Women’s Health Symposium to Focus on Memory and Aging
How the brain ages and the lifestyle choices that can denigrate the mind will be the focus of Sonoma Valley Hospital Foundation’s second annual Women’s Health Symposium, and first in-person, later this month. .
“As our society ages, Alzheimer’s disease and other cognitive disorders are reaching epidemic proportions,” said Dr. Aimee Kao, associate professor of neurology at the University of California, San Francisco.
“Almost everyone knows or has a loved one with a neurogenerative disease. At the same time, neurogenerative disorders are far behind cancer, for example in the NIH [National Institutes of Health] funding. It is important to raise the profile of these disorders, invest in research and transform these life-threatening disorders into treatable and preventable disorders.
Kao, John Douglas French Foundation Endowed Professor at UCSF, and an accomplished panel of other UCSF physicians will lead the discussion.
The symposium, titled “Memory and Aging: What You Can Do Now,” will be held from 11:30 a.m. to 2 p.m. at the Hanna Boys Center on May 18. It will also be broadcast live.
Panelists include Kao and Dr. Bruce Miller, AW and Mary Margaret Clausen Professor Emeritus of Neurology, Director of the Memory and Aging Center and Co-Director of the Global Brain Health Institute.
The discussion will be moderated by Dr. S. Andrew Josephson, Center for Pain and Addiction Research Advisory Board Member and Chair of the Department of Neurology.
“Dr. Kao and Dr. Miller are experts in their field and promise to engage guest speakers on the subject,” said Dave Pier, executive director of Sonoma Valley Hospital Foundation (SVHF), the philanthropic arm of Sonoma Valley Hospital. (SVH).
Panelists will focus on exciting new findings about what people can do to reduce their risk of developing dementia. They will address questions such as:
• Why does our brain age the way it does?
• What helps your brain age healthily?
• Can lifestyle changes create better brain health?
“First, we need to feel empowered to protect our own cognitive health through healthy eating, good habits, and cardiovascular exercise,” Kao said.
“Second, we are at a crossroads of research and neurodegeneration, abandoning some old ideas about plaque removal [from arteries] and moving towards a more upstream reflection on the basic mechanisms underlying Alzheimer’s disease.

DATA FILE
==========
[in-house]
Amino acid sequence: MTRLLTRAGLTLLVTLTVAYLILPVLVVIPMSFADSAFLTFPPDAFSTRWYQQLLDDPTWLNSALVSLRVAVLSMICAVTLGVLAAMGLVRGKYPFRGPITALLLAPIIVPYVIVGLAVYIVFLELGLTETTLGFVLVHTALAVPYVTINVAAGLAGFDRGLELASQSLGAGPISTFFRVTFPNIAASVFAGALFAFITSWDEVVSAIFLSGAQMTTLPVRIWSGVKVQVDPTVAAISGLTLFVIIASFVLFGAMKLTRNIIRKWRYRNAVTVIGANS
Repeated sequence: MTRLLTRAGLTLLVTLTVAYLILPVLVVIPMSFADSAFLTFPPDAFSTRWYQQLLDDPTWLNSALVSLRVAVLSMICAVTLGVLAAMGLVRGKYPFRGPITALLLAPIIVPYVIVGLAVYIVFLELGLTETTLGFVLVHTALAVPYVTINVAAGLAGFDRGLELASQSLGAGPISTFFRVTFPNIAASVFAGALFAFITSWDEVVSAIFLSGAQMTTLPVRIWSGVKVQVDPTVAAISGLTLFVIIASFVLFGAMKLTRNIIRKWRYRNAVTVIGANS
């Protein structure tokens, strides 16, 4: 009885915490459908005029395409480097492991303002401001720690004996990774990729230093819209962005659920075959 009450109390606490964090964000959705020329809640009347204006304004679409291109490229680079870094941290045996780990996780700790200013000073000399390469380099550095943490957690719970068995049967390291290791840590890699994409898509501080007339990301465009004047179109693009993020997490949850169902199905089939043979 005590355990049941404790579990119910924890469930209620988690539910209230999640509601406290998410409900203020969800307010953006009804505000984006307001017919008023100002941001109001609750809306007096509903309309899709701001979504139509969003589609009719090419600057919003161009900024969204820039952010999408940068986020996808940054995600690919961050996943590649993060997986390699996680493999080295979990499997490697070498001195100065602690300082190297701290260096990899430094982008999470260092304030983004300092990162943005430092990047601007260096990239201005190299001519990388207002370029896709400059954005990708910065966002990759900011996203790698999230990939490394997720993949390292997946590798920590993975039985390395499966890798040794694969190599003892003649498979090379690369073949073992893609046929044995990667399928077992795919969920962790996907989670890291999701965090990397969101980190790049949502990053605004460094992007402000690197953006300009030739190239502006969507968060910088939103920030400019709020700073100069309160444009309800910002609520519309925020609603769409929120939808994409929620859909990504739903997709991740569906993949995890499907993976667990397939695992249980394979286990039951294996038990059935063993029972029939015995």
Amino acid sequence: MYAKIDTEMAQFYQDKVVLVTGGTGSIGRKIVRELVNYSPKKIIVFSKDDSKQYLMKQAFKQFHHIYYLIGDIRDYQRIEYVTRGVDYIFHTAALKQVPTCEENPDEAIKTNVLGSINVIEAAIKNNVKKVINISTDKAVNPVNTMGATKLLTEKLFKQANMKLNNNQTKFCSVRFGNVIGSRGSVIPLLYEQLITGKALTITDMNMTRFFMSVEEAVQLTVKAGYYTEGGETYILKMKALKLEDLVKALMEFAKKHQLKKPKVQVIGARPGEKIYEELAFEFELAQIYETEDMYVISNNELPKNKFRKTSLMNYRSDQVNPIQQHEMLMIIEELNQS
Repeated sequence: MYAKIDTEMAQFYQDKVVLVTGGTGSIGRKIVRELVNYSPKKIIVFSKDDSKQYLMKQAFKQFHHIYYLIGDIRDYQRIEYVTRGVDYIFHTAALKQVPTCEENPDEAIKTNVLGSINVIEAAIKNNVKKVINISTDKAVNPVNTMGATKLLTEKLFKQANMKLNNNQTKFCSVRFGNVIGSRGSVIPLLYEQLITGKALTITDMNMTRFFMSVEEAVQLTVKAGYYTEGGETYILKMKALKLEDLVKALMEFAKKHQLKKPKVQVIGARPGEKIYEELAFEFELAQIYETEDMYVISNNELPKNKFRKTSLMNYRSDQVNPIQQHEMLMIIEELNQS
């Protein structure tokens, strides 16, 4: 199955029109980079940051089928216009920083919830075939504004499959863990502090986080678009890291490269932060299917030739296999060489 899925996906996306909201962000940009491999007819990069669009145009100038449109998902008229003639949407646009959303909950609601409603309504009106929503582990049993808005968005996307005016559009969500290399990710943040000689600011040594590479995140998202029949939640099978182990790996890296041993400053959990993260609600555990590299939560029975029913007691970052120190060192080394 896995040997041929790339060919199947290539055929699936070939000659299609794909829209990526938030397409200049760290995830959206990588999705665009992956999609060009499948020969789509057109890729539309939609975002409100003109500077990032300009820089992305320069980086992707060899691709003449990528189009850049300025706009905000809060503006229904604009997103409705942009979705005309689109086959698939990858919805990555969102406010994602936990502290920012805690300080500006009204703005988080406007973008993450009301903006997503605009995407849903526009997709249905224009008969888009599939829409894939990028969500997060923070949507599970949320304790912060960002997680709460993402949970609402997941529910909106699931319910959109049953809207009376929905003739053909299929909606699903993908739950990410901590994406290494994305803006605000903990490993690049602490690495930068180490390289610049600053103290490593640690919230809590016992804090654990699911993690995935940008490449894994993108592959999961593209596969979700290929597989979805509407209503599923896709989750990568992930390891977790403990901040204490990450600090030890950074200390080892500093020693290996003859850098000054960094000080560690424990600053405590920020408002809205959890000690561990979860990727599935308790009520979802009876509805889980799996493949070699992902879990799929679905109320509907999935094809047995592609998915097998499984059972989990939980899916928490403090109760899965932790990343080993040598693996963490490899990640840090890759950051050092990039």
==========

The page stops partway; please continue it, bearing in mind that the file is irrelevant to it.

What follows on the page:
“Finally, we have entered the era of personalized medicine, which also applies to neurogenerative diseases. There may not be “one size fits all” therapies, and we need to be sensitive to individual and genetic differences. »
Miller said the topic of the symposium is particularly important for women because they are vulnerable to Alzheimer’s disease and related disorders and need to be proactive in protecting themselves, adding that neurogenerative diseases are the costliest illnesses in the country.
He is excited about recent developments in disease.
“It’s an exciting time and we’re moving towards better diagnostics, treatment and even prevention,” he said. “We can all do our part.”
Event attendees are encouraged to arrive at the Hanna Boys Center, 17000 Arnold Drive in Sonoma, at 11:30 a.m. to pick up a box lunch. The panel will begin at noon, allowing plenty of time for a Q&A session.
After the presentation, participants are invited to meet and discuss with visiting physicians.
The cost of the symposium is $125 for those attending in person and $50 for those streaming the panel live. Places are available for the symposium by registering at SVHF website. Proceeds benefit women’s health and wellness services at SVH.
A portion of the event will be indoors, so all in-person attendees must be fully immunized.
Sonoma Valley residents Cherie Hughes, Marcia Levy and Joan Weill serve on the symposium steering committee and Prema Behan, Lindsay Bennett, Kimberly Blattner, Suzanne Brangham, Leslie Conway, Susan Idell and Judy Vadasz serve on the event committee.
Weill, who for the past 15 years has served as co-chair of the Women’s Health Symposium in New York for the Iris Cantor Women’s Health Center and the New York Presbyterian Weill Cornell Medical Center, offered to hold a similar symposium in Sonoma.
“I believe women need to be educated about their unique health needs,” Weill said. “Symptoms and illnesses are different for us, and we are the gateways to our family’s health.”
She and her husband, Sandy Weill, also founded the UCSF Weill Institute for Neurosciences with the goal of “solving some of the most complex challenges in the human brain,” according to the website.
Pier welcomed the idea of hosting the symposium.
“Joan and her husband, Sandy, have been involved with Sonoma Valley Hospital for several years, and she suggested that due to the recent affiliation with UCSF Health, the foundation could host a high-calibre educational symposium focused on women’s health,” he said. “We all agreed it was a great idea.”
The Affiliate Agreement was signed in early 2018 by UCSF Health and SVH to create an integrated healthcare network to serve the needs of Sonoma Valley residents.
SVHF’s inaugural Women’s Health Symposium, held on May 13, 2021, was a virtual event with the theme “Women Are Not Little Men”.
Joan Weill is pleased to see the growing interest and involvement of women in the symposium.
“It’s just the beginning and I hope to see it grow throughout the community,” she said.
“And having UCSF as a partner really helps our education because it’s ranked #1 in the nation for neurology and neurosurgery, and the first recipient of NIH grants. It’s a great opportunity for us to get the best out of both places.
Contact the reporter, Dan Johnson, at [email protected].